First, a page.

Tim Mackintosh-Smith, a British national who has become more Yemeni than English, writes in his book Travels in Dictionary Land, “just as in the West there are wine snobs, in Yemen there are qat snobs. I once found myself opposite one. Fastidiously, he broke the heads off his yard-long branches and wrapped them in a dampened towel. It was almost an act of consecration. When he had finished, he drew on his water-pipe and appraised my bag of qatal (the cheapest kind of qat) with a look that threatened to wither it. ‘Everything’, he said in an audible whisper, 'has pubic hair. Qatal is the pubic hair of qat. Besides, dogs cock their legs over it'.” Foreign guests need not worry, they are usually offered the smallest, most succulent leaves which are the very best!
Sessions last for around five hours and embrace the whole range of emotions. At around five, you experience the “Sulaymaniyya hour” where silence and introspective feelings dominate. By six, however, a new surge of dynamism and energy kick in. One Egyptian playwright claims to have written an entire play in three days completely under the influence, just like Coleridge when he began writing his Legend of Xanadu.
Effects are not all so fun - at a personal or social level. Despite the fact that qat tends to help individuals discover that they are actually the most intelligent and articulate person in the whole world (which is why students love chewing before exams), it can cause impotence instead of enhancing performance, may cause mouth cancers, high blood pressure, heart attacks and tooth decay.
Yemenis are innovative; loss of teeth has led to the invention of a qat leaf masher which takes all the chewing out of the operation.
Constipation is another possible side effect. During a short-lived ban on qat imposed by the Marxist regime in southern Yemen, sales of laxatives fell by 90%. Pesticides are another source for concern, because there is seldom enough rain to wash them off the leaves before they are harvested for market.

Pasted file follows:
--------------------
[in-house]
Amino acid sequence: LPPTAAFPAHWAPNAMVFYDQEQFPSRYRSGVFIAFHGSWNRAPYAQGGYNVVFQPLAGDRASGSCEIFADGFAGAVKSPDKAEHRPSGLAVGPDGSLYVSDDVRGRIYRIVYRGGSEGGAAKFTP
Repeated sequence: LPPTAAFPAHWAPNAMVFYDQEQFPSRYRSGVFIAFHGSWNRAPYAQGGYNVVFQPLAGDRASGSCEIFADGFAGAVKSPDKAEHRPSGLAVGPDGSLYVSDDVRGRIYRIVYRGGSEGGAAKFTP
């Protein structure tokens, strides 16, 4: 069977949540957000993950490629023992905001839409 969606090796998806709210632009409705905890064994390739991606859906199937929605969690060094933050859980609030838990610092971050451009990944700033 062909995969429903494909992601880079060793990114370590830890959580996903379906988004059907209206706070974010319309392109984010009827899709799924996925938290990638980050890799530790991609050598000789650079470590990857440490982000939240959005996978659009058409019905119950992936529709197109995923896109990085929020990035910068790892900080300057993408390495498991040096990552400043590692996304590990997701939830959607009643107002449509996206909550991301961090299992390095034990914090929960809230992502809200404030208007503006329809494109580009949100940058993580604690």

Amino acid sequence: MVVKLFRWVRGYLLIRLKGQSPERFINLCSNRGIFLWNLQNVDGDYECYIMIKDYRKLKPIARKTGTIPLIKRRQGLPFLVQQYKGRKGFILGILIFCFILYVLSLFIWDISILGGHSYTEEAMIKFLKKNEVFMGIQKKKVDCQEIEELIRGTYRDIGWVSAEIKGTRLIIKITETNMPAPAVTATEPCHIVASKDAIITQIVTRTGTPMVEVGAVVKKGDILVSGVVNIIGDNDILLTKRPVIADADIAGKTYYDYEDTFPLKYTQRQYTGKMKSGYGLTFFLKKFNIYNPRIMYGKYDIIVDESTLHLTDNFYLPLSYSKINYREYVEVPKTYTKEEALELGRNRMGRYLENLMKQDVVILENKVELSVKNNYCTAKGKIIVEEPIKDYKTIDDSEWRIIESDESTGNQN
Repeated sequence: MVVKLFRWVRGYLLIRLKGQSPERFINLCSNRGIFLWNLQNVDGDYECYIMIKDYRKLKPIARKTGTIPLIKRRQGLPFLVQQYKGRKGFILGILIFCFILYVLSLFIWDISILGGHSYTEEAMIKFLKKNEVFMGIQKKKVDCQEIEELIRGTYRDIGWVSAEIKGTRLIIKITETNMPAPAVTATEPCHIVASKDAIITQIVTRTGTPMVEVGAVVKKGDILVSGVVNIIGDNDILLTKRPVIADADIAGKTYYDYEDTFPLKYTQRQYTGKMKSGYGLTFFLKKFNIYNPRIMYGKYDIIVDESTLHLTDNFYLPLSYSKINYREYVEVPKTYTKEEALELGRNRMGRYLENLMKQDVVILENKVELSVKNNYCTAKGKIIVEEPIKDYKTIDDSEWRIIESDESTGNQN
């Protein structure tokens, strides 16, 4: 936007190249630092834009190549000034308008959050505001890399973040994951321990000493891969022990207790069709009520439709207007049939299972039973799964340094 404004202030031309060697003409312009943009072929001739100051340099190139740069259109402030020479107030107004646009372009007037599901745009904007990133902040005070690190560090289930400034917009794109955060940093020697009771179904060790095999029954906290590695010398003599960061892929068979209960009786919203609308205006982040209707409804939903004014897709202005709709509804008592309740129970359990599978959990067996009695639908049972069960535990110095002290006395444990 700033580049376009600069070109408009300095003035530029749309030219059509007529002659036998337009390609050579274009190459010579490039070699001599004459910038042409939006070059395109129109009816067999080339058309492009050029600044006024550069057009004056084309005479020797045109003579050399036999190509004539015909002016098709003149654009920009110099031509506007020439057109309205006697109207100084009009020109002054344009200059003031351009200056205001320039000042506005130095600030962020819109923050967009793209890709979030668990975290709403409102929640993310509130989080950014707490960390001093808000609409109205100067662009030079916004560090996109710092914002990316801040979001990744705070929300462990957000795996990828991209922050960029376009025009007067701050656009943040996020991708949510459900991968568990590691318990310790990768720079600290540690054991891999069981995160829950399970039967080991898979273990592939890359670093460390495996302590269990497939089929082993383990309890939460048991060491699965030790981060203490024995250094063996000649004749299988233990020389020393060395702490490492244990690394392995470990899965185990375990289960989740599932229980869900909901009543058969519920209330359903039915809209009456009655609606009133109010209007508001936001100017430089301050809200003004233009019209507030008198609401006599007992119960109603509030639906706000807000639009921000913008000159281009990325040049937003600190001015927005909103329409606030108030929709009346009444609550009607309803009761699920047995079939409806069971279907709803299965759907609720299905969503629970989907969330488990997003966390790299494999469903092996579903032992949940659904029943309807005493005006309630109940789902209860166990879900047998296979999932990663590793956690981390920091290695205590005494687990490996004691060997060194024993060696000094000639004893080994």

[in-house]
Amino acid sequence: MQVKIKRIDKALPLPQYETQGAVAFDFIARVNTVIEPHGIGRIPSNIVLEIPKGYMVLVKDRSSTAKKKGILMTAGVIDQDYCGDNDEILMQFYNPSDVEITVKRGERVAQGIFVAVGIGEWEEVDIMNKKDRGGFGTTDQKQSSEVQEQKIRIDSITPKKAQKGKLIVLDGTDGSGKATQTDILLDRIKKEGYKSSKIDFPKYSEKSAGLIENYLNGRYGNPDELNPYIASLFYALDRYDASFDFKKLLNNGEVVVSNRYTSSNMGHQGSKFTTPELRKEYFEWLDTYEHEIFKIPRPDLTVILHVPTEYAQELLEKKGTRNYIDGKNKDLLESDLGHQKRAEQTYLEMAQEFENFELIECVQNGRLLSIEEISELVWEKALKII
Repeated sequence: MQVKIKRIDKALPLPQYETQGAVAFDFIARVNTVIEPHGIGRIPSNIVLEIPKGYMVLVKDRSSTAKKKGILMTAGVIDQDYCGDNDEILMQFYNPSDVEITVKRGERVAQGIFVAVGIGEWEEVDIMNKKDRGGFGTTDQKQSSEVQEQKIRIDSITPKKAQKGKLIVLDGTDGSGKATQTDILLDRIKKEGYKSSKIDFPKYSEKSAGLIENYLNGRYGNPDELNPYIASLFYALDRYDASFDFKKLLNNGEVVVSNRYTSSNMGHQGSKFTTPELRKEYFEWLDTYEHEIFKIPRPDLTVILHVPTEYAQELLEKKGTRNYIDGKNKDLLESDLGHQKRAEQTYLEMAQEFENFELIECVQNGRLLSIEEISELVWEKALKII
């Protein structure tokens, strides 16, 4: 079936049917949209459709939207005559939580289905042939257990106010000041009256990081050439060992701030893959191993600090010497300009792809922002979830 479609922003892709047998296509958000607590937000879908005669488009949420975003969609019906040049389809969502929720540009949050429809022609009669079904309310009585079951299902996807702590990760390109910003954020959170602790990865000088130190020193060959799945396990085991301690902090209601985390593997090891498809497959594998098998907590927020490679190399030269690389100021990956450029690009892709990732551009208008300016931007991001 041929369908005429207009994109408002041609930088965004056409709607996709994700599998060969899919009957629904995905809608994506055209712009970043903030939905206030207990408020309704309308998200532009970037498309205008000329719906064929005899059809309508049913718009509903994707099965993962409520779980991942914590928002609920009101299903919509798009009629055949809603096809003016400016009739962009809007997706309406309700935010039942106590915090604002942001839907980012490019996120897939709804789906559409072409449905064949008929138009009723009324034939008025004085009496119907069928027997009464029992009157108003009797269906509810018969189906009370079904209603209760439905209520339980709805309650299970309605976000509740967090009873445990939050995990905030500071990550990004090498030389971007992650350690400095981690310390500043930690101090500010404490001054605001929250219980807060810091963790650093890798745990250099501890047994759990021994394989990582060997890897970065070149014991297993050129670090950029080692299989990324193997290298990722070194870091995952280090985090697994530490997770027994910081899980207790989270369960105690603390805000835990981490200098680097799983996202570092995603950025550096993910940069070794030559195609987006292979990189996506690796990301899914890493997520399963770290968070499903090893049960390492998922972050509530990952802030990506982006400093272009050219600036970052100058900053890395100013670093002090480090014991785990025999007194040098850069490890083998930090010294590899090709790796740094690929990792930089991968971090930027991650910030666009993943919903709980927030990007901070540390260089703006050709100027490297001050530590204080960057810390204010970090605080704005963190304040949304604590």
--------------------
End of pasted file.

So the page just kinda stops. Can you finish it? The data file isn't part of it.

Islamically, qat is a moot point. Most Yemenis know deep down that spending a large part of their tiny salaries on something that will not benefit their wives, children, the poor or needy cannot be justified, particularly when they traditionally have large families. Broaching the subject, however, can upset them. For instance, it is common to see children playing with no shoes while fathers chew their income away. Some Sufis, however, call qat “quut as-saaliheen” or “food of the righteous” because it enables them to stay awake all night while performing their rituals.
The saddest aspect of this social phenomenon however is also the most serious. The area planted with qat is estimated at nine per cent of the country’s total cultivated area, increasing from 8000 hectares in 1970 to 102,934 hectares in 2000. Yemen has the most fertile land in the whole of the Arabian peninsula and an amazing climate, yet food imports and subsidies are the norm.
According to a study released by the Yemeni government in 2001, the qat related economy makes up about 6.3 % of GDP excluding oil, and 30% of all agricultural GDP. Worse still, qat farming in the Sanaa basin uses twice as much water as domestic consumption in Sanaa itself – this is a city that will have bled dry its aquifers by 2020.
Although this author enjoyed his first few experiences with qat - after all it was the best place to make friends - like a small but growing minority he believes that some moderation needs to be brought to this custom. Any Yemeni will tell you that his grandfather, if he chewed at all, would indulge once a fortnight or even monthly. Now the custom is almost daily, and almost obligatory on Thursdays and Fridays.